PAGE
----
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Continued: Lawmakers to propose $100M to bring broadband to the borders

  • Article by: JENNA ROSS , Star Tribune
  • Last update: February 26, 2014 - 11:25 PM

“I get about a movie a month,” said Brown, who lives outside Nashwauk. “We actually have arguments — is that 5-minute YouTube video worth it?”

In 2011, Arrowhead Electric Cooperative began building a high-speed, fiber-to-the-home network in Cook County with the help of more than $16 million in federal grants and low-interest loans.

It’s one of 23 counties where less than a fifth of households have broadband with download speeds of at least 10 megabits per second, the task force report shows.

Without high-speed Internet, “the neglected, small-population community was really becoming isolated,” said Molly Wickwire, a subscriber accounts representative.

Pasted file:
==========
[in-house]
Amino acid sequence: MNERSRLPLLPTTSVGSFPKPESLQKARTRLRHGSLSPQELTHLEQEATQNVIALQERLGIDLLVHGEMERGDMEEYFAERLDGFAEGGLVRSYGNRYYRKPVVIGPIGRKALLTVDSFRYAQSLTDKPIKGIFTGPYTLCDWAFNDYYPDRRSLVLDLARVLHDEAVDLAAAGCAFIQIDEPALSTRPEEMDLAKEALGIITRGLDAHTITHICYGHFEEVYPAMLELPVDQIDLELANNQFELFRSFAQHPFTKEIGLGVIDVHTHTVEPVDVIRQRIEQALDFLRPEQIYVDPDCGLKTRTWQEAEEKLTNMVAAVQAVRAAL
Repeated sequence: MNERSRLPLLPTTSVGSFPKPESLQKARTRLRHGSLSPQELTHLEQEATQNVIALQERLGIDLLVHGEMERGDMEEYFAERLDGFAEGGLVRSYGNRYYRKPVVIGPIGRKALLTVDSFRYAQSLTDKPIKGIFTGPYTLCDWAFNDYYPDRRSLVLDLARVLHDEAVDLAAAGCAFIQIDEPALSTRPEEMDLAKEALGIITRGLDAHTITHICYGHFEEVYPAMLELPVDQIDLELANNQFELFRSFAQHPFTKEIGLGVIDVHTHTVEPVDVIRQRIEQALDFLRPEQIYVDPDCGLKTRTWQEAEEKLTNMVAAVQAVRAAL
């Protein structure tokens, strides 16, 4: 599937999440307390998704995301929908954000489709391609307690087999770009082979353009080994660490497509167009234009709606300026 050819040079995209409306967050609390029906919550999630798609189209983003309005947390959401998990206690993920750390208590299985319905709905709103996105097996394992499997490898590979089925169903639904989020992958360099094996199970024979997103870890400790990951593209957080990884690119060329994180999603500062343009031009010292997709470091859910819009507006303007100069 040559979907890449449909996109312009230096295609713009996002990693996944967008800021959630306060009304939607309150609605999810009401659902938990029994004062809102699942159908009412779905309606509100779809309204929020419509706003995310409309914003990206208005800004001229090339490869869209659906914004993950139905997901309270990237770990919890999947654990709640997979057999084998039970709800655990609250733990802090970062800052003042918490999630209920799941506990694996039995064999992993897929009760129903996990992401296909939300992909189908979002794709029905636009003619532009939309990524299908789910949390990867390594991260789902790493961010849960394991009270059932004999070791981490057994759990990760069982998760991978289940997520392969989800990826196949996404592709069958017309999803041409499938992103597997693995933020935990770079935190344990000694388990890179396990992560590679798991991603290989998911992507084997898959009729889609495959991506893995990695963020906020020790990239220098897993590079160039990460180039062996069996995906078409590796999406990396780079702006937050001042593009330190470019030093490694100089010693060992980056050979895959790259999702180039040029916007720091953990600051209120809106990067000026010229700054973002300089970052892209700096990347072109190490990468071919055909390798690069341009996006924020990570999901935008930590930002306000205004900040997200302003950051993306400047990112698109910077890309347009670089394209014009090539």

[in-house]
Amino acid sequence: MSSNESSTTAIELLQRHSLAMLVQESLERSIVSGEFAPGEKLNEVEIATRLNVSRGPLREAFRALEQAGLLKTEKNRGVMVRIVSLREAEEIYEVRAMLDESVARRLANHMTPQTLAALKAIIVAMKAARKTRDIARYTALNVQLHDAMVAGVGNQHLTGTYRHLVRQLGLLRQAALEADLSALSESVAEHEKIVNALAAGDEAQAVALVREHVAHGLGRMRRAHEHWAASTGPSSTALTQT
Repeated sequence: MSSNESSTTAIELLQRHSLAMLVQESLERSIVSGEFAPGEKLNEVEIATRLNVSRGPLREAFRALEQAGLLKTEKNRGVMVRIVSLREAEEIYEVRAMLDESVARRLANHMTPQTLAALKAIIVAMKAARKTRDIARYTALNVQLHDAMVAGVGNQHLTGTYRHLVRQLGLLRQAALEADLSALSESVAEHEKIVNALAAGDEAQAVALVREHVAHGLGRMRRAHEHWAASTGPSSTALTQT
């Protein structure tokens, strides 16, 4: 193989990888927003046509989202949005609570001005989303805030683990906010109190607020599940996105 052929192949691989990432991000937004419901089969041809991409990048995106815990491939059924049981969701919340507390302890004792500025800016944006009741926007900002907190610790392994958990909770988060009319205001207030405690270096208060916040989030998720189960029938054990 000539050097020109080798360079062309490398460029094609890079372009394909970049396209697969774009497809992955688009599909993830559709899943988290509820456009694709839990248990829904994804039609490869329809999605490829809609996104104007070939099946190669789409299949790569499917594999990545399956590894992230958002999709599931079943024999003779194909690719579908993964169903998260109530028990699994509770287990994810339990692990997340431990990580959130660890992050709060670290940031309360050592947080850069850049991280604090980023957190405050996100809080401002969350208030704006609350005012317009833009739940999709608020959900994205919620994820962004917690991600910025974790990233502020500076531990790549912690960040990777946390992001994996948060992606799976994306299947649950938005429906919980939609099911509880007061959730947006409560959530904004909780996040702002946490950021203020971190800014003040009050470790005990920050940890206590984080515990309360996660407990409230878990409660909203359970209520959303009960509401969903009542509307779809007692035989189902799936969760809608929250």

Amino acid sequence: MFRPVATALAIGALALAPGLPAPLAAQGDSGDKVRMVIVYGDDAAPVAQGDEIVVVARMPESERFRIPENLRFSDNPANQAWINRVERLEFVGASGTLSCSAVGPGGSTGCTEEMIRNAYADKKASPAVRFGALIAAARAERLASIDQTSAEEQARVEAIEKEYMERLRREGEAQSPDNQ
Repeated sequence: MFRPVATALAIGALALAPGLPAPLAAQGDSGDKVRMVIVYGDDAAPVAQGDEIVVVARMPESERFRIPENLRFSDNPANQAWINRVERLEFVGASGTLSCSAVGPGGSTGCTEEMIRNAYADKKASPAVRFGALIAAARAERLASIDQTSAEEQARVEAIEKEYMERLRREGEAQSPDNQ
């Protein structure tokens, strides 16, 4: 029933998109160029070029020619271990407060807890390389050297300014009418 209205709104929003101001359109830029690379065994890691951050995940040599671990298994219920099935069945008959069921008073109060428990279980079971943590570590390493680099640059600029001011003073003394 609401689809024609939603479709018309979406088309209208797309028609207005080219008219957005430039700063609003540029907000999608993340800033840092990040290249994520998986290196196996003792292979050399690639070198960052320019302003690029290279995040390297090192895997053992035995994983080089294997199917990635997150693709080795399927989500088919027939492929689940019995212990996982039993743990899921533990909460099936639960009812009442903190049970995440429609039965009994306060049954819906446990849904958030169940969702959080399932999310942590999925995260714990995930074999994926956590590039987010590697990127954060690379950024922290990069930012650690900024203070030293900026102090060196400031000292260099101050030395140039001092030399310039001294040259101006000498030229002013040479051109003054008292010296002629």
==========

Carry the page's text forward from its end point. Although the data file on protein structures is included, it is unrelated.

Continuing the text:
The cheapest monthly subscription for download speeds of 20 megabits per second will cost about $47.

So far, about 75 percent of 5,200 homes and businesses have asked Arrowhead to build the line to their property at no cost to them.

Building that kind of network — 431 miles of aerial and buried mainline fiber so far — without federal and local funding “just wouldn’t have been feasible,” Wickwire said.

McKeever, 45, recently took a laptop to Arrowhead’s headquarters to test the speeds she could soon get.

A document that at her home downloads in 30 minutes took just seconds.

She believes that with greater connectivity, people with cabins will extend their stays in the region — or even move there full-time.

“This is going to open up a huge opportunity for the county,” she said.


Jenna Ross • 612-673-7168

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